trucks) conversions in the lower end of the range. Sacked and specialty flours margins tend to
be higher. A $2 per cwt. conversion translates into a value added of 88 cents per bushel. A
rough rule of thumb in the flour industry says that 85% of the f.o.b. flour price is the wheat
cost and millfeed value, the balance is the millers "value added," or conversion.
The milling formula:
BRMC ($/cwt.) = (2.3W - .019F)
where:
x
BRMC is the bulk raw material cost in $/cwt
x
W is the wheat price in $/bu.
x
F is the millfeed price in $/ton
assumptions:
138 lbs. of wheat per cwt flour (60 lbs./bu. * 2.3 bu./cwt = 138 lbs. wheat/cwt flour)
0.019 tons feed/cwt flour (38 lbs./cwt flour / 2000 lbs./ton = .019 tons/cwt flour)
Let’s put the formula to work. The following table illustrates fully how a miller calculates a
BRMC, f.o.b. the mill.
An example of Spring Wheat Milling Economics
Delivered Flour Costs in the Minneapolis Market
Minneapolis Mill
nearby wheat futures ($/bu.)
$5.15
14% protein basis, delivered by truck
$.40
delivered wheat cost
$5.55
* 2.3 bushels per cwt.
2.3
per cwt. wheat cost
$12.77
millfeed value, f.o.b. mill ($/ton)
$90.00
* tons per cwt.
0.019
per cwt millfeed credit
($1.71)
bulk raw material cost, f.o.b. mill ($/cwt)
$11.06
Consider the following illustrations, which point to heavy bottom line impact of seemingly
small changes in margins, costs and yields. Assume a 10,000 cwt. mill, grinding 23,000
bushels of wheat each day, operating 310 days per year (6 days/week). Wheat cost $5/bu. and
millfeed is valued at $100/ton.
Let’s do the math and calculate the impact of a…

169
Applied Economics 3411/5411, 2018 Lecture Notes
Copyright © 2018 Edward Usset. All rights reserved.
10 cent per cwt. change in margin?
$.10/cwt * 10,000 cwt/day * 310 days/year =
$310,000 per year
5 cent/bu. change in wheat costs?
$.05/bu. * 23,000 bu./day * 310 days =
$356,500 per year
2.2 bu./cwt vs. 2.3 bu./cwt yield change (75.8% vs. 72.5% extraction)?
In this last example, the calculation gets a little more complicated because as you increase the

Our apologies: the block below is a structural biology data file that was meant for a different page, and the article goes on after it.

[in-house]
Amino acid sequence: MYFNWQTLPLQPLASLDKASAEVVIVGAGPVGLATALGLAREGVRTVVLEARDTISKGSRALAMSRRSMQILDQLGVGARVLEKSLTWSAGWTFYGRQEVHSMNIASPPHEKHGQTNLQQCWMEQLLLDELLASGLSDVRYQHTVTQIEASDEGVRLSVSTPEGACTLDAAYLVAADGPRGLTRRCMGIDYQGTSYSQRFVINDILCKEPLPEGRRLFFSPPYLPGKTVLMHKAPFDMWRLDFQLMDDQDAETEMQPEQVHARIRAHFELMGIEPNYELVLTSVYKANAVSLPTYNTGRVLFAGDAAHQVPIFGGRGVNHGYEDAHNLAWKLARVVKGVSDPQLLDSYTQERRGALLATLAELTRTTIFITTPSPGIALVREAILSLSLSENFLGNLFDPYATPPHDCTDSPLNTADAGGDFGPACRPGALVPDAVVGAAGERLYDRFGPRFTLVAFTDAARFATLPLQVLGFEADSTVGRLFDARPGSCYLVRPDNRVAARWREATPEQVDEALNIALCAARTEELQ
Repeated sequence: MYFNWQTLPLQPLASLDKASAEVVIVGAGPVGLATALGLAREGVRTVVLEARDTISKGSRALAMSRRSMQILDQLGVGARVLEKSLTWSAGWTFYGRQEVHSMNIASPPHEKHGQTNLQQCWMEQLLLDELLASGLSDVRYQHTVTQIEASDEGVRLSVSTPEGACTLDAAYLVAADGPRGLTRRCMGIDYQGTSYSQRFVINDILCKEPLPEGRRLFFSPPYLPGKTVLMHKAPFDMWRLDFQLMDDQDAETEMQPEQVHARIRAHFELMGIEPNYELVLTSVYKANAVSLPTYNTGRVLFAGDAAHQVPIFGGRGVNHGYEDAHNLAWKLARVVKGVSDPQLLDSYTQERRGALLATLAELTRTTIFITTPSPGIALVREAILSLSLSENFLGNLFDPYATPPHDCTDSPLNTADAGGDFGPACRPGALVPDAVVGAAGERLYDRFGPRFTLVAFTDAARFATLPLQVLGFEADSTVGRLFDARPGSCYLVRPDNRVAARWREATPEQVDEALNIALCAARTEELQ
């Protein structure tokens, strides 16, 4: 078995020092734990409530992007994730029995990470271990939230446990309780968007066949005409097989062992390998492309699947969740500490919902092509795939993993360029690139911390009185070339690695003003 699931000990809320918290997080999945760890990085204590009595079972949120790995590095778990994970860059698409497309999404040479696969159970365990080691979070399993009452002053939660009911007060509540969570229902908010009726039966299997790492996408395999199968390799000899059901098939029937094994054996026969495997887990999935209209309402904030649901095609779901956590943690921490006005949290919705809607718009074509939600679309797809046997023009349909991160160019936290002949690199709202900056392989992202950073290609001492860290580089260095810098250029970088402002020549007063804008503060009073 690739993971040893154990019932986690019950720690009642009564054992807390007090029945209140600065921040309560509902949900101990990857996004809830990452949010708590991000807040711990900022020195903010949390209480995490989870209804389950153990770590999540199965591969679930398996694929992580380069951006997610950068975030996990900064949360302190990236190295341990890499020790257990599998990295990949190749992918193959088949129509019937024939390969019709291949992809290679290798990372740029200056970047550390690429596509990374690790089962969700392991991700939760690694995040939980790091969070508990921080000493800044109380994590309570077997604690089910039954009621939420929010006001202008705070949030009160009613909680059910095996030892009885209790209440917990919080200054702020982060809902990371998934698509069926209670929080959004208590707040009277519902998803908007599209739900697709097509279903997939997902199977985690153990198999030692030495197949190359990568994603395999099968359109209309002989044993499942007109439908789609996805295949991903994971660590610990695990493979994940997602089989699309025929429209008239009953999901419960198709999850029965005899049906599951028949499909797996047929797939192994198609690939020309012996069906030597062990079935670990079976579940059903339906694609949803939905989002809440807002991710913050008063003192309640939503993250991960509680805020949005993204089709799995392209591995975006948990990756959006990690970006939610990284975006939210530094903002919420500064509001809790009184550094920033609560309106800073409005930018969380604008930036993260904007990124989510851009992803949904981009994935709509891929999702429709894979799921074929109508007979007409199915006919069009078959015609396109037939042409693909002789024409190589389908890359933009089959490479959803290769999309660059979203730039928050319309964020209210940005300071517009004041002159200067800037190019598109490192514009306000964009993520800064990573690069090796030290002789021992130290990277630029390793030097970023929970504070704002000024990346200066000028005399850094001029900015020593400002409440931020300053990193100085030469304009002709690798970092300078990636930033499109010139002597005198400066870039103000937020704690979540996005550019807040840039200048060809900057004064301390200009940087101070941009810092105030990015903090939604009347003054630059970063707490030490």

flour yield from a bushel of wheat, you also decrease the yield of feed. Using the standard
milling formula, we calculate the following BRMC.
BRMC ($/cwt.)
= (2.3W - .019F)
= (2.3 bu./cwt * $5/bu.) – (.019 tons/cwt * $100/ton)
= $11.50 – $1.90 = $9.60/cwt.
Taking into consideration a better extraction rate changes the formula. To assume that it
takes 2.2 bushels of wheat/cwt flour, also means we need 132 lbs of wheat to make 100
pounds of flour (2.2 bu./cwt * 60 lbs/bu. = 132 lbs wheat). Less wheat also means less feed –
32 lbs of feed for every cwt flour produced. Instead of producing .019 tons feed/cwt flour,
the mill now produces .016 tons feed/cwt flour (32 lbs./cwt flour / 2000 lbs./ton = .016
tons/cwt flour).
BRMC ($/cwt.)
= (2.2W - .016F)
= (2.2 bu./cwt * $5/bu.) – (.016 tons/cwt * $100/ton)
= $11.00 – $1.60 = $9.40/cwt.
The bulk raw material cost is $.20/cwt lower.
$.20/cwt * 10,000 cwt/day * 310 days/year =
$620,000 per year

170
Applied Economics 3411/5411, 2018 Lecture Notes
Copyright © 2018 Edward Usset. All rights reserved.
Investment Profile - Flour Milling
What type of investment is needed to enter the flour milling industry? Consider the
example of Whitewater Mill, a new soft wheat mill that opened in 2015. Located in
West Harrison, Indiana, Whitewater Mill LLC is a joint venture between Siemer
Milling Company and Hy. Nagel & Son.

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